A frank and sometimes harsh story of a lonely obese man who ultimately accepts himself and who is the object of a young man's link to finding his father. It is heart wrenching at times, but comedy relief comes when a friendship develops between the man and his hispanic young maid. The narrator brings this female forward in a stellar performance.. The story would have been 4 stars if it hadn't left the reader hanging a ltitle and unsatisfied in the end. I am not sure if it was to set up the scene for a second novel or not, but either way, closure could have been better. Both narrator's performance is outstanding, and in fact, may be the reason it's a successful listen
I love to read. On average I read and/or listen to more than 100 books a year. Audible has been a fantastic addition to my life. Love it!
I don't even remember why I chose to buy this one. A Goodreads recommendation perhaps, regardless I am so happy that I got the audible version. This was lovely. The two narrators did a splendid job of bringing this story to life. The emotion was made raw and tangible. The characters leapt into my ears and my heart. An absolute must.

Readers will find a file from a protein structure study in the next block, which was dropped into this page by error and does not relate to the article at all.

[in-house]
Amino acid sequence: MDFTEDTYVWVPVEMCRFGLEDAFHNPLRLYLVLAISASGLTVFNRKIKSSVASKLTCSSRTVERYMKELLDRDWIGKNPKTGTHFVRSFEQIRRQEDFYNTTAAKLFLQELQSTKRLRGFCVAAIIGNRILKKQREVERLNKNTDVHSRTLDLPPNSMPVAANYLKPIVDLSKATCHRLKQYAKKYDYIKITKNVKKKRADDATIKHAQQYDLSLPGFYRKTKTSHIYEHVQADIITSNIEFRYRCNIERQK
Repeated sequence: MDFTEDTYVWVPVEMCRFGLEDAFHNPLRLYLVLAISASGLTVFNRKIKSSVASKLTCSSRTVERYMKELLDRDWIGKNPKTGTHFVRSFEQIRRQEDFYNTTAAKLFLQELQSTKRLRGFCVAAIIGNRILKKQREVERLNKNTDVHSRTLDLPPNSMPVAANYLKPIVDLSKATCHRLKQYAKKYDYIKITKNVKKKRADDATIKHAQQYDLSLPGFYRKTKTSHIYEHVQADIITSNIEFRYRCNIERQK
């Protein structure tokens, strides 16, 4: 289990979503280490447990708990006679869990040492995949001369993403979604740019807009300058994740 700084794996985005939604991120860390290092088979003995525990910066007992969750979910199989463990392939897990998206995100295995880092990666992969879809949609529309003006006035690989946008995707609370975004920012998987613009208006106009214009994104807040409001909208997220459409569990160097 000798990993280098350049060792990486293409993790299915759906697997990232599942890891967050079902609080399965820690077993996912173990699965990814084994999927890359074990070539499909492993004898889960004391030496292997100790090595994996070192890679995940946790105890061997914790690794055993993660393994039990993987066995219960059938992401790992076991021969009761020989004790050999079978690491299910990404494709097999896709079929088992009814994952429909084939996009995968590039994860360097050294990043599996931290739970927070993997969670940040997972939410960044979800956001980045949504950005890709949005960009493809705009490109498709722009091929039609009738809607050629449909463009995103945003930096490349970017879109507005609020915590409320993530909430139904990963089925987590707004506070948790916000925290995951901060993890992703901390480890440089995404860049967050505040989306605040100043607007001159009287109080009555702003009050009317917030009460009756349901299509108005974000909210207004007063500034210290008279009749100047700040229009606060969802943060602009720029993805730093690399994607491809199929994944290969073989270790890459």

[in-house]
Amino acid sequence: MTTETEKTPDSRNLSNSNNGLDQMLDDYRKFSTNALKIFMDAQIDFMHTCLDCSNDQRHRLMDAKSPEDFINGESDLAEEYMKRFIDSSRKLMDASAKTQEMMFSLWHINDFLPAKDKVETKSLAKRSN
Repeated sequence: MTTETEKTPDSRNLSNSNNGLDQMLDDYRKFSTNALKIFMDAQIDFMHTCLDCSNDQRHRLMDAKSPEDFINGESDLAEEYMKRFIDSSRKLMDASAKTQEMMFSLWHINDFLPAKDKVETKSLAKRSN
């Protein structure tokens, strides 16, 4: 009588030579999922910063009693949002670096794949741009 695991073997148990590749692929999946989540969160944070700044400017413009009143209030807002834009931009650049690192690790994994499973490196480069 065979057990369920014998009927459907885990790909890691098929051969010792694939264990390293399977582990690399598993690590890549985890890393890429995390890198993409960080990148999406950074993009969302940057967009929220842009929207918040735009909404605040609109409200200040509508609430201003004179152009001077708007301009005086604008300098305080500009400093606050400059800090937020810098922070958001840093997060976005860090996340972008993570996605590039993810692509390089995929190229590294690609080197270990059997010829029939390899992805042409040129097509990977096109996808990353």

I would listen to Heft again because that is exactly what I wanted to do when I finished it this afternoon. It was so rich and insightful. Now that I know the ending, I will relax and enjoy it more the second time around, instead of being impatient to find out what was going to happen.
Rather than a book, I kept thinking of the Beatles's song, Eleanor Rigby, and the tragedy of being lonely. How many Arthurs, Charlenes and Kels are out there, just beyond reach?
I loved the ponderous delivery for Arthur. You could see him and feel him and know him. I don't know which performer read which role. Kel sounded young and insecure and believable. But Arthur was amazing!